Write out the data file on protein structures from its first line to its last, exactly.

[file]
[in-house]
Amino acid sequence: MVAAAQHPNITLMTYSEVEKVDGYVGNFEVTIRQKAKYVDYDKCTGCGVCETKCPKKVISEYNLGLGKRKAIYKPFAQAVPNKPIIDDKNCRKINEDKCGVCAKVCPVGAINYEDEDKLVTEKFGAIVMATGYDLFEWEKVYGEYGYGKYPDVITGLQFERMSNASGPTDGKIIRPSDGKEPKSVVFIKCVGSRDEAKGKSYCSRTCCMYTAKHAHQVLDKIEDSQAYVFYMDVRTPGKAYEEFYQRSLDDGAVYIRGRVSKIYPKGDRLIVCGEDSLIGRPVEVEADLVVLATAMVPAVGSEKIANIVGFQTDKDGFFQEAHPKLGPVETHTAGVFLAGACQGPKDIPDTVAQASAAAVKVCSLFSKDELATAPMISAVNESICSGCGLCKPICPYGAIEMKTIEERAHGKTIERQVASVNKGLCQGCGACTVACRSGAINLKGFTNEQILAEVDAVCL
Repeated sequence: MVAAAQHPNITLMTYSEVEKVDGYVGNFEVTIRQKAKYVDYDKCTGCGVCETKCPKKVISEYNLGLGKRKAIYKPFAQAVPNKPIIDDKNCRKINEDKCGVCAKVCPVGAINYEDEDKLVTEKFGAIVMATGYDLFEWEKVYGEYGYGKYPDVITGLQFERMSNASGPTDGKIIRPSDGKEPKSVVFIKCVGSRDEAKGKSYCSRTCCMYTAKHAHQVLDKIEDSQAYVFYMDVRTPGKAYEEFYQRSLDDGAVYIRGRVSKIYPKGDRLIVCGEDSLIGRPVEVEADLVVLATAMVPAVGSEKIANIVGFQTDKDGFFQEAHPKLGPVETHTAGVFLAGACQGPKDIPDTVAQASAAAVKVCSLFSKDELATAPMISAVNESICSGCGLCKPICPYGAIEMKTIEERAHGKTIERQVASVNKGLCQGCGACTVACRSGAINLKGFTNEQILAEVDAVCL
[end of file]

[in-house]
Amino acid sequence: MVAAAQHPNITLMTYSEVEKVDGYVGNFEVTIRQKAKYVDYDKCTGCGVCETKCPKKVISEYNLGLGKRKAIYKPFAQAVPNKPIIDDKNCRKINEDKCGVCAKVCPVGAINYEDEDKLVTEKFGAIVMATGYDLFEWEKVYGEYGYGKYPDVITGLQFERMSNASGPTDGKIIRPSDGKEPKSVVFIKCVGSRDEAKGKSYCSRTCCMYTAKHAHQVLDKIEDSQAYVFYMDVRTPGKAYEEFYQRSLDDGAVYIRGRVSKIYPKGDRLIVCGEDSLIGRPVEVEADLVVLATAMVPAVGSEKIANIVGFQTDKDGFFQEAHPKLGPVETHTAGVFLAGACQGPKDIPDTVAQASAAAVKVCSLFSKDELATAPMISAVNESICSGCGLCKPICPYGAIEMKTIEERAHGKTIERQVASVNKGLCQGCGACTVACRSGAINLKGFTNEQILAEVDAVCL
Repeated sequence: MVAAAQHPNITLMTYSEVEKVDGYVGNFEVTIRQKAKYVDYDKCTGCGVCETKCPKKVISEYNLGLGKRKAIYKPFAQAVPNKPIIDDKNCRKINEDKCGVCAKVCPVGAINYEDEDKLVTEKFGAIVMATGYDLFEWEKVYGEYGYGKYPDVITGLQFERMSNASGPTDGKIIRPSDGKEPKSVVFIKCVGSRDEAKGKSYCSRTCCMYTAKHAHQVLDKIEDSQAYVFYMDVRTPGKAYEEFYQRSLDDGAVYIRGRVSKIYPKGDRLIVCGEDSLIGRPVEVEADLVVLATAMVPAVGSEKIANIVGFQTDKDGFFQEAHPKLGPVETHTAGVFLAGACQGPKDIPDTVAQASAAAVKVCSLFSKDELATAPMISAVNESICSGCGLCKPICPYGAIEMKTIEERAHGKTIERQVASVNKGLCQGCGACTVACRSGAINLKGFTNEQILAEVDAVCL